The Speculist today alerts us to an interesting article in The Independent called, "Meet the neighbours: Is the search for aliens such a good idea?"
The article, which was very well researched by astronomer David Whitehouse, examines the issue of whether or not human civilization should announce itself to the larger galactic community. Whitehouse cites the opinions of such notables as Freeman Dyson, David Brin, Ronald Bracewell, and many others. Understandably everyone has a strong opinion on the subject.
Here's my own take: If advanced extraterrestrial civilizations wanted to, they would have destroyed us by now. It's the Fermi Paradox all over again -- but this time, instead of wondering, "where is everybody," we find ourselves asking, "why haven't we be destroyed already?" There are several considerations which make the observation of our ongoing presence in the Universe a pertinent one.
First, it's largely believed that intelligence may have emerged in the Milky Way as long as 4.5Gyr ago. As has been argued on many occasions, this, in conjunction with the possibility of self-replicating probes, cuts the size of the Galaxy to manageable proportions; the Galaxy could have been colonized many times over -- but it's not.
This has also led to speculation about so-called berserker probes (a term attributed to Fred Saberhagen). These self-replicating probes could sterilize the Galaxy in relatively short order -- and the process would be fairly easy. A berserker could poison each planet such that life would never be capable of emerging. If the berserker should discover a planet with life already on it, all it would have to do is cause a global ecophagy through the use of molecular nanotechnology; an entire ecosystem could be destroyed in as little as 20 months.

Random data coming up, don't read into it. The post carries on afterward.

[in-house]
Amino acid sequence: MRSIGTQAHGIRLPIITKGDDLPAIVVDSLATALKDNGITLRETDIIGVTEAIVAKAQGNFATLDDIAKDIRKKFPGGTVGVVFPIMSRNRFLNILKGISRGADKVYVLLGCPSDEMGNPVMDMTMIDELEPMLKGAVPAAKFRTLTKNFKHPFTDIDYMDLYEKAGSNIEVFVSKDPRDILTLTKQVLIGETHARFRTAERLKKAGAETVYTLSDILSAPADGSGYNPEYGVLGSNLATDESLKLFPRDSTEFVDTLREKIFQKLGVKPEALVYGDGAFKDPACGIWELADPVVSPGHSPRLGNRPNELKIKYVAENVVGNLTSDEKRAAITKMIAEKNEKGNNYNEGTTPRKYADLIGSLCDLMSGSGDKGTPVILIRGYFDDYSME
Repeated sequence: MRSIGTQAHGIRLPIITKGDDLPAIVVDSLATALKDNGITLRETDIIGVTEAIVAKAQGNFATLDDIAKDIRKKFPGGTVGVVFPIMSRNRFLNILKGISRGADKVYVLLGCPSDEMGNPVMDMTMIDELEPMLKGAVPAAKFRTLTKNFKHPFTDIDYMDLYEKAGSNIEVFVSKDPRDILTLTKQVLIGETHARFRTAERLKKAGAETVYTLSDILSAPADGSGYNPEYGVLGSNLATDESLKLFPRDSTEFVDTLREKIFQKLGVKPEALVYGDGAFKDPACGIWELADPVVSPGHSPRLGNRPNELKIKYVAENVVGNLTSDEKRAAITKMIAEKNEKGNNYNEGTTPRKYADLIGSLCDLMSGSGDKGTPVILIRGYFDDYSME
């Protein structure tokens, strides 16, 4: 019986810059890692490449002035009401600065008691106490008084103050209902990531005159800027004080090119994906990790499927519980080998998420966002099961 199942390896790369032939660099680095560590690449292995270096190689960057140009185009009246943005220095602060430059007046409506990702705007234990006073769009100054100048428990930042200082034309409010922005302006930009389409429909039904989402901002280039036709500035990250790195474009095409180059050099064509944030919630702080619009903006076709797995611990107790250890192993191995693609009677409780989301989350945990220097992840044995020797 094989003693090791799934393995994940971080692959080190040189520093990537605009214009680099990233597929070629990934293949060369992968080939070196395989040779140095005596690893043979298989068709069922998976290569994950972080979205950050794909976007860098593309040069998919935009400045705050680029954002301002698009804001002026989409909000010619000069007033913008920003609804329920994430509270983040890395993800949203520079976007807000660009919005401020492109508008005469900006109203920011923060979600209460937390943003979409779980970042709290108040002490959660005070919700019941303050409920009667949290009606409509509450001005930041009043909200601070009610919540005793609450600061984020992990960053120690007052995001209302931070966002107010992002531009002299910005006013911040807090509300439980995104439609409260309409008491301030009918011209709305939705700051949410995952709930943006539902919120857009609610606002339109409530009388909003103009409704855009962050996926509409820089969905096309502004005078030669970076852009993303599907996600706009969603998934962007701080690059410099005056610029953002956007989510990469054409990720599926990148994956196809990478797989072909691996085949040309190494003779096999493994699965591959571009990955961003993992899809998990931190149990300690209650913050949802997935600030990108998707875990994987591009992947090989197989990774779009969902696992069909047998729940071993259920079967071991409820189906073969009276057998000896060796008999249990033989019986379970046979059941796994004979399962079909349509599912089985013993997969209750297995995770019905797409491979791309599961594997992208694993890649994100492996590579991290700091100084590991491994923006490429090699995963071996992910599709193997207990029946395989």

If this seems like a rather excessive and 'uneconomical' way of sterilizing the Galaxy, keep in mind that we're talking about exponentially self-replicating probes. Berserkers could reproduce themselves using material found in asteroid belts or dead planets. There would be little cost involved, aside from the production and dissemination of the first probe.
If, on the other hand, an ETI was both malevolent and frugal there is another possibility: the use of hibernating berserker probes. Much like the monolith of 2001: A Space Odyssey, self-replicating probes could be lying dormant in every solar system in the Galaxy waiting patiently for intelligence to emerge. It could easily detect the presence of a civilization by listening for their radio signals. Swift destruction would ensue.
Which brings up an interesting consideration. Seeing as we have been transmitting radio signals for almost 100 years, any dormant berserker probe would be well aware of us by now. If it is going to destroy us, it should probably get going; we are only about 50 years away from a Singularity (a cosmologically insignificant amount of time).
I would think that the point of sterilizing the Galaxy would be to eliminate the possibility of any rival post-Singularity intelligences. And if you don't like the Singularity moniker, just substitute Kardashev I civilizations into your calculations.
Consequently, the berserker should have wiped us out by now. But it hasn't, which likely means there is no berserker hanging out in our neighborhood. Moreover, the fact that we're still inhabiting a life-rich Earth is an indicator that we don't reside in a sterile galaxy. We can thus conclude that advanced extraterrestrial civilizations do not embark on such nefarious campaigns. As Robert Freitas has stated, "The present observational record can only support the much more restricted conclusion that no rapacious galactic civilisations are currently loose in the Galaxy."
So, we don't need to worry about sending our radio signals out into space. We can transmit all we want -- it won't make a bit of difference.
Nobody is listening and nobody cares.
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